The Word of the Day for April 5 is:
yawp • \YAWP\ • verb 1 : to make a raucous noise : squawk*2 : clamor, complain.
Example sentence:Bob was unpopular with the office supervisors because he was always yawping loudly about his working conditions.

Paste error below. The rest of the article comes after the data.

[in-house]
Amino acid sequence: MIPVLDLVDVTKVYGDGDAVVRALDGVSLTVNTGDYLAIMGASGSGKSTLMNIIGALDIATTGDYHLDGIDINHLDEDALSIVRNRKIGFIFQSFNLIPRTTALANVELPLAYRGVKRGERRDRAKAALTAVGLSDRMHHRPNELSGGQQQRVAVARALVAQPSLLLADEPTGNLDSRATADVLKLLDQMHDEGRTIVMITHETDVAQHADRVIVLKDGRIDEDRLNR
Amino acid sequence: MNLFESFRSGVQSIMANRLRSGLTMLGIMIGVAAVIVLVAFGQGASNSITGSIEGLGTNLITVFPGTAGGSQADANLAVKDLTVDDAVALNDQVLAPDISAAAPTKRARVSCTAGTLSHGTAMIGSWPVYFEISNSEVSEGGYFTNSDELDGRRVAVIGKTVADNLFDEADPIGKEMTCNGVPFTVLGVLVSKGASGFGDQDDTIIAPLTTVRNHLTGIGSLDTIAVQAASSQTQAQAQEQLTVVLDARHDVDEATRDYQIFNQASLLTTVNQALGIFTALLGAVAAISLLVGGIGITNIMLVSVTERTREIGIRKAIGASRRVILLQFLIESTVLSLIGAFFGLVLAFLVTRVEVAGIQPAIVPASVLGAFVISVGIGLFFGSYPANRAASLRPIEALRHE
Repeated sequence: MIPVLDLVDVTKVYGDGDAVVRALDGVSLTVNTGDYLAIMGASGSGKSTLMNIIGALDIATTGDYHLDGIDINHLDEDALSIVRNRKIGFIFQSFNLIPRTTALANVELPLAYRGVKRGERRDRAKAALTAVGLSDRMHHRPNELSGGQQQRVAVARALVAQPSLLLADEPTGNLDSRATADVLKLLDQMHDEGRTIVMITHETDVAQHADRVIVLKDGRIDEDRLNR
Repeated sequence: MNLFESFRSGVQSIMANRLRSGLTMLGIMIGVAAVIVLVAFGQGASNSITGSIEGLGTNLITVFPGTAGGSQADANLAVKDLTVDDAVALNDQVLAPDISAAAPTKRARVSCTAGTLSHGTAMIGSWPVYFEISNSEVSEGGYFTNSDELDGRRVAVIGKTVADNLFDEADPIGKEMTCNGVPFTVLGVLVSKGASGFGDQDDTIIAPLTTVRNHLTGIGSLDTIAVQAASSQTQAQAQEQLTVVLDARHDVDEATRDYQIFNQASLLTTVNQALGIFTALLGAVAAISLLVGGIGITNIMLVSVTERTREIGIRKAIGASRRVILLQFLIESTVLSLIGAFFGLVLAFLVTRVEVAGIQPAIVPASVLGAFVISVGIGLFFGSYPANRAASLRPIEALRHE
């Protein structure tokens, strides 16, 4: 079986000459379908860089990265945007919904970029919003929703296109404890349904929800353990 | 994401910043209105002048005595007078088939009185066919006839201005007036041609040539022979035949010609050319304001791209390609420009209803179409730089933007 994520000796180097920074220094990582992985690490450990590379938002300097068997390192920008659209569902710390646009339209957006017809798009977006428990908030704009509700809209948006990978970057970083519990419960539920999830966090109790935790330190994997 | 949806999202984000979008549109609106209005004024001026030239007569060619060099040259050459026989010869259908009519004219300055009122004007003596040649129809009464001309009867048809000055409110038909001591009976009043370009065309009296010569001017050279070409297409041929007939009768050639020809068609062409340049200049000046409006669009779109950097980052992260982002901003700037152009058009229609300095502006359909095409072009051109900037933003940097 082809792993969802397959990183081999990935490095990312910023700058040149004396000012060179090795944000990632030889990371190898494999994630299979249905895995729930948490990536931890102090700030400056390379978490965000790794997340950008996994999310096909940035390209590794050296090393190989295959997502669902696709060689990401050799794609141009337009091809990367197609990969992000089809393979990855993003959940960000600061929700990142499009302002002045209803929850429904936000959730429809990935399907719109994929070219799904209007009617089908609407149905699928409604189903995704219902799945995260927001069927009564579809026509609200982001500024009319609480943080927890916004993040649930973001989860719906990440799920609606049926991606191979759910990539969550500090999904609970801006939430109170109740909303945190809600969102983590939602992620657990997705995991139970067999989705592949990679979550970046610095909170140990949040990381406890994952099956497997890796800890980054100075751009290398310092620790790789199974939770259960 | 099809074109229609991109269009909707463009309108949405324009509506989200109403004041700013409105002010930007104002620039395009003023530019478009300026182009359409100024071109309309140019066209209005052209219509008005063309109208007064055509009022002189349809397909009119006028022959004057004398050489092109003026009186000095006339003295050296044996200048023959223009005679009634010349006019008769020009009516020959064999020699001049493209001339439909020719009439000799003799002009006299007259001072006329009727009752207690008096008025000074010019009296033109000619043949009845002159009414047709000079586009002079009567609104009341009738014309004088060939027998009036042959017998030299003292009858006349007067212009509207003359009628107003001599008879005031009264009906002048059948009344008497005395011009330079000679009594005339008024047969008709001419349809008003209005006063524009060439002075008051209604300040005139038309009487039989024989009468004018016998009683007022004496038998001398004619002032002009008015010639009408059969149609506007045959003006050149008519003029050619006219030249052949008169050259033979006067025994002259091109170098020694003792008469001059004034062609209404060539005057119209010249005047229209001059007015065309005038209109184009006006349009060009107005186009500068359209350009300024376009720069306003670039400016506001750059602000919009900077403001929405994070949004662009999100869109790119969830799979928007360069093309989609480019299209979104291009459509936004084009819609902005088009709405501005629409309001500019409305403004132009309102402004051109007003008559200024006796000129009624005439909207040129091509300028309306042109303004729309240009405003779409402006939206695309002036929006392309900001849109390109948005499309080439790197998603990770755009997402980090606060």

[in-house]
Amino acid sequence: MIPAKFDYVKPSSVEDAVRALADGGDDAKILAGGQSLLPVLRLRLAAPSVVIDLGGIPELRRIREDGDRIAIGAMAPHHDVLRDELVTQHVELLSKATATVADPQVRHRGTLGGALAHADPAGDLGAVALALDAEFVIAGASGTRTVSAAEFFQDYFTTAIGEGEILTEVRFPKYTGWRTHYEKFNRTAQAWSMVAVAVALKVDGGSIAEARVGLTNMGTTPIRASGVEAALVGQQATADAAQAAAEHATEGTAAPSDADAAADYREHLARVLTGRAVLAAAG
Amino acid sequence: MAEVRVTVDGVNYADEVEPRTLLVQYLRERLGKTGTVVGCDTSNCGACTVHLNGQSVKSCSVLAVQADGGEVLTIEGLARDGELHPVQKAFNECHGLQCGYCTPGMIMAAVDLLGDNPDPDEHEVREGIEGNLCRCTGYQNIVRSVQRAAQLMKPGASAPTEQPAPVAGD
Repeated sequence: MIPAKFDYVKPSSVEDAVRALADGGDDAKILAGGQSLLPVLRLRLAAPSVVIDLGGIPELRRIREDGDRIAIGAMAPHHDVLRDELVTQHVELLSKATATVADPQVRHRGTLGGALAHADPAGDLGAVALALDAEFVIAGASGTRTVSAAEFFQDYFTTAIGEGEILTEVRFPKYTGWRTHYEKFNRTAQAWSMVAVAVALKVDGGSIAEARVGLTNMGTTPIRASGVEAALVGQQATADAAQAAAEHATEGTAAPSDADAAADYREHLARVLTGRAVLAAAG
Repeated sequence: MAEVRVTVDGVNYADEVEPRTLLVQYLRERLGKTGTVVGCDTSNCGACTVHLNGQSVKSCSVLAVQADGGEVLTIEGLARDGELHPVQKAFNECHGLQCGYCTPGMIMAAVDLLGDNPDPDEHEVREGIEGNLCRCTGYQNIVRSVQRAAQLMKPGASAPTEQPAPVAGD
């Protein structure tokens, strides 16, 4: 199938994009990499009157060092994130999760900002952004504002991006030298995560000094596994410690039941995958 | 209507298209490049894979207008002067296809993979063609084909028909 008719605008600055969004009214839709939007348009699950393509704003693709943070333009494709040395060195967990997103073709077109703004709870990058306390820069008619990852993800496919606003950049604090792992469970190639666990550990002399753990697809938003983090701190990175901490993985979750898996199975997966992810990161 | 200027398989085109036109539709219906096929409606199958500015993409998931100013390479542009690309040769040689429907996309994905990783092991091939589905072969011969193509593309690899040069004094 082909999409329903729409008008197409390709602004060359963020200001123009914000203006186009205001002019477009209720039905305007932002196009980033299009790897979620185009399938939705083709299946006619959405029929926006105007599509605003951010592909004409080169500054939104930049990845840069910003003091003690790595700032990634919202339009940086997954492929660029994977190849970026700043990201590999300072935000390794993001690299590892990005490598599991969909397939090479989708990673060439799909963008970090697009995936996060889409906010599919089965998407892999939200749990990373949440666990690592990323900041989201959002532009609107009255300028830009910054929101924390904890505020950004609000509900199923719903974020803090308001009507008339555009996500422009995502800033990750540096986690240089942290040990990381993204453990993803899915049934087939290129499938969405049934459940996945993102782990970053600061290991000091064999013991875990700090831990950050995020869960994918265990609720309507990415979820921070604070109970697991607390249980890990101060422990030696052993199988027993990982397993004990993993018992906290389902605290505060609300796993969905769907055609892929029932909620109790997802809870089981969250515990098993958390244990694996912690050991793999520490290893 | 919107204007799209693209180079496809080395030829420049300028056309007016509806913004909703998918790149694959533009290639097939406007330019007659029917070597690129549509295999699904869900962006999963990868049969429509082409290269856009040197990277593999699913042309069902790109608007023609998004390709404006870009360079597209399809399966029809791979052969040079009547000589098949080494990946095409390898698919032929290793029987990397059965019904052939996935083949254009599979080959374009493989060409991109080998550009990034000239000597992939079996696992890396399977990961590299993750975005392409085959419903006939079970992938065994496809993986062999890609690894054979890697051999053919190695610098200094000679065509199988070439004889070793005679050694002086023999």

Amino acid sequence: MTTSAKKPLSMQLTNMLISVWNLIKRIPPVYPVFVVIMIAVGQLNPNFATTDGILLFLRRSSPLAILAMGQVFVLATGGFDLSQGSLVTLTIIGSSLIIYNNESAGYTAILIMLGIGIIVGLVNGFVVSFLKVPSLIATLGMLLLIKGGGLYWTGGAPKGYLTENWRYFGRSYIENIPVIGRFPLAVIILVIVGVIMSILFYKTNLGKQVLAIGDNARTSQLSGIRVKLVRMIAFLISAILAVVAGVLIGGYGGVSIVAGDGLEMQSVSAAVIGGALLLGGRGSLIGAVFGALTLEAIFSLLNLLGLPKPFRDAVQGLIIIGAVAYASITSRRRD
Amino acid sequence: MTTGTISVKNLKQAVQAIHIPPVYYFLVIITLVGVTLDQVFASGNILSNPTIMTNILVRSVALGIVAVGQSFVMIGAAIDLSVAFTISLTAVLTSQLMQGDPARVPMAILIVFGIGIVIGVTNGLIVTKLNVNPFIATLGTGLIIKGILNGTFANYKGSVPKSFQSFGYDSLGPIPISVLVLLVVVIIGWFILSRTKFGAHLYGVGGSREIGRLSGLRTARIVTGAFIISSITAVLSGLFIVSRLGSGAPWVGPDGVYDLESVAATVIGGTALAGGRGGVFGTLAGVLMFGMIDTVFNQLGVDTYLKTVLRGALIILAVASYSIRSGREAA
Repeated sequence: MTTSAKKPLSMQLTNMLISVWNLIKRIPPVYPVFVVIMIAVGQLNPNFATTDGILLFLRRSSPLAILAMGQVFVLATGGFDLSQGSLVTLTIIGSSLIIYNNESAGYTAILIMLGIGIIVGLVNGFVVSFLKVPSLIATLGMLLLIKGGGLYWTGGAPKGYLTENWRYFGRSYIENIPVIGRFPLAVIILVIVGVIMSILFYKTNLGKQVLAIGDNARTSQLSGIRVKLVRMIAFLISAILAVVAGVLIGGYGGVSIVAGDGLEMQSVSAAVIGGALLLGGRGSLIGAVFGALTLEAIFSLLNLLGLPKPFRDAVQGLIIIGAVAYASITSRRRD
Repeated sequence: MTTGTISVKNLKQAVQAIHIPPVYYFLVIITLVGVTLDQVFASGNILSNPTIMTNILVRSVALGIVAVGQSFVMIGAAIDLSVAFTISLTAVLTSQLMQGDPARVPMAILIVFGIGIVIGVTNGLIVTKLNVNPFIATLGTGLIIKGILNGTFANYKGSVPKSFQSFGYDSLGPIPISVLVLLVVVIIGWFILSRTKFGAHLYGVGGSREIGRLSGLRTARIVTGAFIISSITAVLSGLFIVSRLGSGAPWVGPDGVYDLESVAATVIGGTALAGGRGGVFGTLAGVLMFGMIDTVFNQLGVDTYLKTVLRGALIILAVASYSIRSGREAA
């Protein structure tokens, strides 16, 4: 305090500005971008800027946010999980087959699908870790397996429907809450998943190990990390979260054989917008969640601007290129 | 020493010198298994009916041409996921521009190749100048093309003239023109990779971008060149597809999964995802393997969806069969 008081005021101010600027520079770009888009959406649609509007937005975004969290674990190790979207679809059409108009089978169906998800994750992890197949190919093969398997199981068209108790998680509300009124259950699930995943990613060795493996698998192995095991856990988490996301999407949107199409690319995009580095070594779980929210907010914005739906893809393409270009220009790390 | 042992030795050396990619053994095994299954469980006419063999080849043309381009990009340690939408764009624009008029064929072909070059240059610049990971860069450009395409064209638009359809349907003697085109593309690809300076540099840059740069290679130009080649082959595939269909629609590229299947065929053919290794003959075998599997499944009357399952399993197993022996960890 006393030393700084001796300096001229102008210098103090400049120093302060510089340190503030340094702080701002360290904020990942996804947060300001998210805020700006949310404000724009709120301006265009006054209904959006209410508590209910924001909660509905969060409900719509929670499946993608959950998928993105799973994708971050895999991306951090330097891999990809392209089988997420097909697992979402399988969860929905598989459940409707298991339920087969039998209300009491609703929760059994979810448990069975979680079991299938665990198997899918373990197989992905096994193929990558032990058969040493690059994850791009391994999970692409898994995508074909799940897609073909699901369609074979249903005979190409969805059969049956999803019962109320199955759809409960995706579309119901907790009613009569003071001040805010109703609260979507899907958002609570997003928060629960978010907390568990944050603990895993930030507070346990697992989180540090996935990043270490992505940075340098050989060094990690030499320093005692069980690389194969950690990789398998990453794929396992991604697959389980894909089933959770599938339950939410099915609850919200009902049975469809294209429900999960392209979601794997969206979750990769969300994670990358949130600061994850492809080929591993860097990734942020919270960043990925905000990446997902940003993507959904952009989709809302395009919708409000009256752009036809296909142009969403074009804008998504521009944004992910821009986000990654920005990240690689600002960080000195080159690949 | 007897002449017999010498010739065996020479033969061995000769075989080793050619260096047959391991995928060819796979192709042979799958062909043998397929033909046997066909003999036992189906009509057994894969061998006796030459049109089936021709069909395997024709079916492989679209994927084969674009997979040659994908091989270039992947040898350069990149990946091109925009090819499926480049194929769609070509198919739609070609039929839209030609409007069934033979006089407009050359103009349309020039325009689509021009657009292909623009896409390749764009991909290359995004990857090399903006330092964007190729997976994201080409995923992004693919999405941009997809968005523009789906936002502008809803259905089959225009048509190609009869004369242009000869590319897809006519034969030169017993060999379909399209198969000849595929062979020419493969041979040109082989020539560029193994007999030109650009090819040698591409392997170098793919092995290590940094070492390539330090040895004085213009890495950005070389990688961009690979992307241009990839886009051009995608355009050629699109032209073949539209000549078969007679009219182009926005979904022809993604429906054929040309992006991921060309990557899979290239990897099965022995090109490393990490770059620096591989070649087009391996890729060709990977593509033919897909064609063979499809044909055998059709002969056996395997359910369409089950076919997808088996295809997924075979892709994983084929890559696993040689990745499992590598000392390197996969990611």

Did you know?"Yawp" first appeared sometime in the 14th century. This verb comes from the Middle English "yolpen," most likely itself derived from the past participle of "yelpen," meaning "to boast, call out, or yelp." Interestingly, "yawp" retains much of the meaning of "yelpen," in that it implies a type of complaining which often has a yelping or squawking quality. An element of foolishness, in addition to the noisiness, is often implied as well. "Yawp" can also be a noun meaning "a raucous noise" or "squawk." The noun "yawp" arrived on the scene approximately 500 years after the verb. It was greatly popularized by "Song of Myself," a poem by Walt Whitman containing the line "I sound my barbaric yawp over the roofs of the world."